Overall Conclusions
After a year of steady use, the 2011 KX450 has proven it has the chops to take on a wide variety of off road riding situations. It is fast, has a smooth, easy-to-ride powerspread, and comes with easy to adjust, good all-around suspension. We like it. An excellent do-it-all machine, that feels equally at home on the trail, on a cross country course, in the desert, or lining up for duty at the local motocross track.
More Info On Destry
Q: What do you like to do when you're not racing?

A: I would say my favorite thing to do is spend time with my family. Both our kids are in sports at school, so that keeps us really busy. Some other things I really enjoy are b-ball, tennis, golfing, road and mountain biking.
How To Ride
Q: What is the most important technique to master when you first set out racing?

A: I would say corners and standing up. I do some group classes here in Arizona and that’s something I really push with my students and kids. Everyone wants to practice jumps, but the corners and learning how to use your leg is what’s going to help you save energy and win races.
Destry Abbott: Stats and Tats
Tats: None Born: July 13, 1972 Resides: Peoria, Arizona Birthplace: Phoenix, Ariz. Height: 6'0" Weight: 195 lbs. Marital status: Married; Charlotte, Children: Kelsey and Cooper Nickname: Dusty Rabbit Bio Info:

2010 – Abbott finished fourth overall in the AMA National Hare and Hound series despite breaking his collar bone during round six and missing two races. He had one win in Jericho, Utah and finished second in Ridgecrest, Calif. & El Centro, Calif. and also earned third at the opening and final rounds in Lucerne Valley, Calif. At the Tecate Enduro, Abbott won the Vet class and helped the Kawasaki team earn second place in the team competition.
2009 – Finished runner-up in the AMA National Hare and Hound series with one win (El Centro, CA). Finished off the podium only one time. Competed in WORCS series to finish 10th overall with a second-place finish in Olympia, Wash. Finished 11th in class and 25th overall at the International Six-Day Enduro in Portugal. Helped USA Trophy Team to finish fifth. Competed in Baja 1000, team finished second in class.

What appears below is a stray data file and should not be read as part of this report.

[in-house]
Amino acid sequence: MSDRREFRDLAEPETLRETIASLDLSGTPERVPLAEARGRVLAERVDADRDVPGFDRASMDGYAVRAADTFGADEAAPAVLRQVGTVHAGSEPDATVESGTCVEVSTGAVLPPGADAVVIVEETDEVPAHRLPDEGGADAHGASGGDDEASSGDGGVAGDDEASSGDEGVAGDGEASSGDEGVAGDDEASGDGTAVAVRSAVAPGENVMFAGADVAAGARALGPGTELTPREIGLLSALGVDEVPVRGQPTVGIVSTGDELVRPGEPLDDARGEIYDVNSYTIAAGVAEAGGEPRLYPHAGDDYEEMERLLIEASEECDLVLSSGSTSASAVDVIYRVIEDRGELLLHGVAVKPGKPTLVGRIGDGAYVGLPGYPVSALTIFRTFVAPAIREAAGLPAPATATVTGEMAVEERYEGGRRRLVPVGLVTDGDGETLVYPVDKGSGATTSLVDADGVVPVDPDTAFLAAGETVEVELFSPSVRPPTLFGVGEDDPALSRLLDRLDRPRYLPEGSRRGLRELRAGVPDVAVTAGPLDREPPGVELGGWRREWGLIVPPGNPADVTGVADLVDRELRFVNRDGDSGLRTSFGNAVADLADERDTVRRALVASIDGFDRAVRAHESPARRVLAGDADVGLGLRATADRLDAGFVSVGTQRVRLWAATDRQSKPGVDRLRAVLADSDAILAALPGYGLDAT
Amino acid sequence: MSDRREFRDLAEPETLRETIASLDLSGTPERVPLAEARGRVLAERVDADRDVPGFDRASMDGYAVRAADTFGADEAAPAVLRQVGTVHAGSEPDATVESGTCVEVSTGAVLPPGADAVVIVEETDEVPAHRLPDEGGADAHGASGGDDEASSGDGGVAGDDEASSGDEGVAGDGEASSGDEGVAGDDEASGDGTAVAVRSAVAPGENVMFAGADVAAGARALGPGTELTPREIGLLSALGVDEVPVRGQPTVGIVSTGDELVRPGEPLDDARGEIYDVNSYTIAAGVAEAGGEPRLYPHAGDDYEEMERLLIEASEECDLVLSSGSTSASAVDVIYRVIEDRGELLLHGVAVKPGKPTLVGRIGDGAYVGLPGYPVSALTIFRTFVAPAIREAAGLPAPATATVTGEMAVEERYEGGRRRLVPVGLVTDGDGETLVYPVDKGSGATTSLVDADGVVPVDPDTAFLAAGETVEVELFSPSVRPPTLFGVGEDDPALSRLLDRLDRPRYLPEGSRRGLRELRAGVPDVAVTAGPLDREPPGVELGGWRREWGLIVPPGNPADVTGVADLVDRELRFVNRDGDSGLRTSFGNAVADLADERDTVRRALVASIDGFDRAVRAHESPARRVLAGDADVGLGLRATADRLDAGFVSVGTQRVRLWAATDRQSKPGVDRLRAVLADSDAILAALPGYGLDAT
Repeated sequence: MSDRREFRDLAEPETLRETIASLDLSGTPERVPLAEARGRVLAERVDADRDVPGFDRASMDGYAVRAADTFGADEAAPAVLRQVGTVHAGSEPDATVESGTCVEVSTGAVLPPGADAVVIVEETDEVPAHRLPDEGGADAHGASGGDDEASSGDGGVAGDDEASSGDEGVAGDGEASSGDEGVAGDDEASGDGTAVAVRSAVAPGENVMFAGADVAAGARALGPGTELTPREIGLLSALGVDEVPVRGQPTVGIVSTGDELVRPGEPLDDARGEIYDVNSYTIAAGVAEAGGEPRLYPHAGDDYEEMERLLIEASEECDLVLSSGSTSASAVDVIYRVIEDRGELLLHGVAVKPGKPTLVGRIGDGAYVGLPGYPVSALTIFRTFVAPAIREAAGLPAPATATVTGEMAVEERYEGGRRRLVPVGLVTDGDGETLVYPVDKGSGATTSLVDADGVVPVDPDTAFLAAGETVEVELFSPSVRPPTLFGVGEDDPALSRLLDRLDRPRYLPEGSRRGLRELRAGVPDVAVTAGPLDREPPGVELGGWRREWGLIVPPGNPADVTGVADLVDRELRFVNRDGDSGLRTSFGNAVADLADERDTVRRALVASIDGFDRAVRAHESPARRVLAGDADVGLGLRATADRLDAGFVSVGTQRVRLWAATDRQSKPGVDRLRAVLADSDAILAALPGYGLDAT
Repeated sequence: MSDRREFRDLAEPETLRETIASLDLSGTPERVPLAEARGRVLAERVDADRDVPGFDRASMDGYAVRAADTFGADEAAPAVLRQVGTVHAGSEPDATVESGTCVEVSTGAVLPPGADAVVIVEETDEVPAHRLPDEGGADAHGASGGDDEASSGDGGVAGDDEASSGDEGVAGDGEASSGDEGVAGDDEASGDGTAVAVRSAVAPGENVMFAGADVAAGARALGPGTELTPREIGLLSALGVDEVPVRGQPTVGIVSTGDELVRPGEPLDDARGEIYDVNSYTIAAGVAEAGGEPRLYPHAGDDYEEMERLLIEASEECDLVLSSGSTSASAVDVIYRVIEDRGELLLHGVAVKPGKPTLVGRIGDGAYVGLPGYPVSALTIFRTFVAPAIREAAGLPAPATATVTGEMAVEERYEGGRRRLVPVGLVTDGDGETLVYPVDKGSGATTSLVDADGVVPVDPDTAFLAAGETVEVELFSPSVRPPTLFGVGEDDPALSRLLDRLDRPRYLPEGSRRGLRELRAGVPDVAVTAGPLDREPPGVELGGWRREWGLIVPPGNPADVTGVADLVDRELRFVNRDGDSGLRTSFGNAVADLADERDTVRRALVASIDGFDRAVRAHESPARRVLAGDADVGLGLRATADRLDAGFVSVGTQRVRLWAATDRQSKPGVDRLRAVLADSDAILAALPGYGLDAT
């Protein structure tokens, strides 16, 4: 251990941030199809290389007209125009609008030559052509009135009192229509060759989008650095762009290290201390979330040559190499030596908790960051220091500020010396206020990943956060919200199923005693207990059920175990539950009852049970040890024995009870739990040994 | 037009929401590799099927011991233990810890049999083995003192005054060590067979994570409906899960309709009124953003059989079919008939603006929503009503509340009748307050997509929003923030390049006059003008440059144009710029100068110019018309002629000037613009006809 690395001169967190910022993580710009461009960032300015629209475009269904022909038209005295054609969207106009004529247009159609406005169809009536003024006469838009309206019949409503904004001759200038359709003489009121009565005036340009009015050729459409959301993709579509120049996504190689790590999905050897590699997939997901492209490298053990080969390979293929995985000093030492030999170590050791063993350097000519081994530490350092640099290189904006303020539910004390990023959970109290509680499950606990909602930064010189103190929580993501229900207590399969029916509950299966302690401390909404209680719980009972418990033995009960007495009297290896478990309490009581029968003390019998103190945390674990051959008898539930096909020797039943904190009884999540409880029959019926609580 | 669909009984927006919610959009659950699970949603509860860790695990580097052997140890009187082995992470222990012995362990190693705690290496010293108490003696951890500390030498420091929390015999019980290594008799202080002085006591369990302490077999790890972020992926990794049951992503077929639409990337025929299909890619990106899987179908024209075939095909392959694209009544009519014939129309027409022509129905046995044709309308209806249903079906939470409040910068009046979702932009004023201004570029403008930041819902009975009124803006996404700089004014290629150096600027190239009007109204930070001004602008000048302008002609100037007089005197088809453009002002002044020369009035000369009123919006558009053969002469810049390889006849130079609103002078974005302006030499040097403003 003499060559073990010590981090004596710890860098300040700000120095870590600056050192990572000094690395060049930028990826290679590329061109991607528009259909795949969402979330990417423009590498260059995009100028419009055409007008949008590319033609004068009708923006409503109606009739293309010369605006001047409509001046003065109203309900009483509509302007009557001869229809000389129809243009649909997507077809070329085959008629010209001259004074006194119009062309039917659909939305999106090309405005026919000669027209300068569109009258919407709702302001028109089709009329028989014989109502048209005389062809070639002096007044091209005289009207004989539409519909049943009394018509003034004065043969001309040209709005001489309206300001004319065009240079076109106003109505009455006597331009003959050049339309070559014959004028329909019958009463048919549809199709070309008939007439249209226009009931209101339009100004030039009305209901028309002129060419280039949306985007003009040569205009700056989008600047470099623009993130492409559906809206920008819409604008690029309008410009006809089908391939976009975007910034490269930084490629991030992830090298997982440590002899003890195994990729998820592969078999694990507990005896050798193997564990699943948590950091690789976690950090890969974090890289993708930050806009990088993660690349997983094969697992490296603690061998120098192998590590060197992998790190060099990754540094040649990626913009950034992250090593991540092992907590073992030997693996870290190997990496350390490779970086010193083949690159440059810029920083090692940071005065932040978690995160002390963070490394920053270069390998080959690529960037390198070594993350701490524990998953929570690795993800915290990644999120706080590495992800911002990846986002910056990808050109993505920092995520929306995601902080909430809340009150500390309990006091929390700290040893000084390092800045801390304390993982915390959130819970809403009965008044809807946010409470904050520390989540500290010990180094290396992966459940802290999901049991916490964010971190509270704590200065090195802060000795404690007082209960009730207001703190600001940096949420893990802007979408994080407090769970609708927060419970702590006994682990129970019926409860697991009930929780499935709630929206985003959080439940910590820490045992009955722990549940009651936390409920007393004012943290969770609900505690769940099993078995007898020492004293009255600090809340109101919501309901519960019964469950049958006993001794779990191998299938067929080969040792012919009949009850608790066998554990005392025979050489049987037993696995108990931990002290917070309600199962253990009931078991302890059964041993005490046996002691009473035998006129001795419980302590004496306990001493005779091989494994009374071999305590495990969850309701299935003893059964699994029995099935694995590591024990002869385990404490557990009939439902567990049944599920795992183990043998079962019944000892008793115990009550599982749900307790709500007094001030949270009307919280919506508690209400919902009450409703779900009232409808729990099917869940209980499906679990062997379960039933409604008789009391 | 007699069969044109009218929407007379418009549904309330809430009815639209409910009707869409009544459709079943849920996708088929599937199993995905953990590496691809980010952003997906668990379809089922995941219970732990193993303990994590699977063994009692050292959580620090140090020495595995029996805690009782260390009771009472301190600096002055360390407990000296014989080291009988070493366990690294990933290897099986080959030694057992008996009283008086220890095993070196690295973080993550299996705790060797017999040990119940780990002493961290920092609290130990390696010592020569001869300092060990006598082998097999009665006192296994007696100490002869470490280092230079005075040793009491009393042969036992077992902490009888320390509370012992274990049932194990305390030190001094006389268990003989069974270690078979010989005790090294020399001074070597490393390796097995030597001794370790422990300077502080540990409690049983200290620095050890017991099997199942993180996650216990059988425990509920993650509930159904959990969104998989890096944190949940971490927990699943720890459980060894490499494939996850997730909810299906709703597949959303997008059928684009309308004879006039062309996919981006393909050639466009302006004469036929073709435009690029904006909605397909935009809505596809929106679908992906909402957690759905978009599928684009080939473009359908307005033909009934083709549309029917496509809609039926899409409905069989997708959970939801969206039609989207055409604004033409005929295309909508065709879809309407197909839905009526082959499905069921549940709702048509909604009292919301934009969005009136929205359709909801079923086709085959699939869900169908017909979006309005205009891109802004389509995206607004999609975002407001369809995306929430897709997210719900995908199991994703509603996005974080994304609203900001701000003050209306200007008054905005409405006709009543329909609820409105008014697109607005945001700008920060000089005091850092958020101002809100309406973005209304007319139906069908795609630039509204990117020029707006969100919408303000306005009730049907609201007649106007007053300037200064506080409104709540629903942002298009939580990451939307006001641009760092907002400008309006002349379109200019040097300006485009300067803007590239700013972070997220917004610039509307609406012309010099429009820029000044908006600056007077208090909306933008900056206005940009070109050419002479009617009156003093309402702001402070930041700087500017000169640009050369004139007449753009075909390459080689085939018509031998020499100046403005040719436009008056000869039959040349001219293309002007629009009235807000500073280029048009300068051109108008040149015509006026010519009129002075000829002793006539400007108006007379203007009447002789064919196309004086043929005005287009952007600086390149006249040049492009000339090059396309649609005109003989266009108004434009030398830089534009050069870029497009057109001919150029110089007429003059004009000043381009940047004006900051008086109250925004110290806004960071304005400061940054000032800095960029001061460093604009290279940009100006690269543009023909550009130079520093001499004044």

2008 – Earned his fifth AMA National Hare and Hound championship by winning four races and earning three podium finishes. Attended his fifth ISDE in Serres, Greece, helping the Trophy Team to a bronze medal. Acknowledged with the AMA Racing Sportsman of the Year award for his determination to show character on and off the track. This was especially noted when his teammate Josh Morros crashed in a Hare and Hound race and he stayed with him until help arrived.

2007 – Abbott finished runner-up in the AMA National Hare and Hound series, winning one race and finishing on the podium five times. Finished 10th overall in the WORCS series.

2006 – Abbott clinched his fourth AMA National Hare and Hound championship by winning three of the seven races. Finished 11th overall in the WORCS series.

1999-2005 – Captured several championships including his first three AMA National Hare and Hound and three Best in the Desert titles.

Championships

Best in the Desert: 5 (1999, 2002-2003,)
AMA National Hare and Hound: 5 (2000-2001, 2004, 2006, 2008)
Career Wins: BITD: 20, H&H: 32, Tecate Enduro Vet class: 1
Dirt Illustrated Spec Sheet:
Year...................................2011
Manufacturer.....................Kawasaki
Model................................KX450F
Engine Type......................Four-stroke single w/DOHC, 4 valve head
Engine Displacement........449cc
Bore & Stroke....................96mm x 62.1mm
Compression Ratio............12.5:1
Cooling...............................Liquid-cooled
Fuel System.......................43mm Keihin throttle body
Ignition................................Digital DC-CDI
Starting System..................Primary kick
Transmission......................Five speed, manual clutch
Final Drive..........................Chain
Rake and Trail....................26.7 degrees/ 4.6 in.
Wheel Base........................58.3 in.
Seat Height.........................37.8 in.
Front Suspension................Uni-Trak linkage system and Kayaba shock w/50mm piston, 22-position low-speed
Rear Suspension.................Uni-Trak linkage system and Kayaba shock w/50mm piston, 22-position low-speed
Front Brake...........................Single semi-floating 250mm petal disc with dual piston
Rear Brake............................Single 240mm petal disc with single-piston caliper
Front Tire...............................Dunlop 90/100-21
Rear Tire................................Dunlop 120/80-19
Fuel Capacity.........................1.9 gal.
Dry Weight.............................249.9 lb.
MSRP.....................................$8149
2012 KX450 Changes over the 2011 Model
  • All-new Launch Control Mode, said to increase chances for getting the holeshot

  • New pre-programmed ignition maps, interchangeable trackside, no PC required

  • Upgraded engine with more top-end thrust and a wider powerband

  • New adjustable bar and footpeg positions

  • New slimmer frame and minimalist bodywork

  • Upgraded transmission for easy, reliable shifting

  • New pipe and silencer help centralize mass

  • New higher price: $8399 MSRP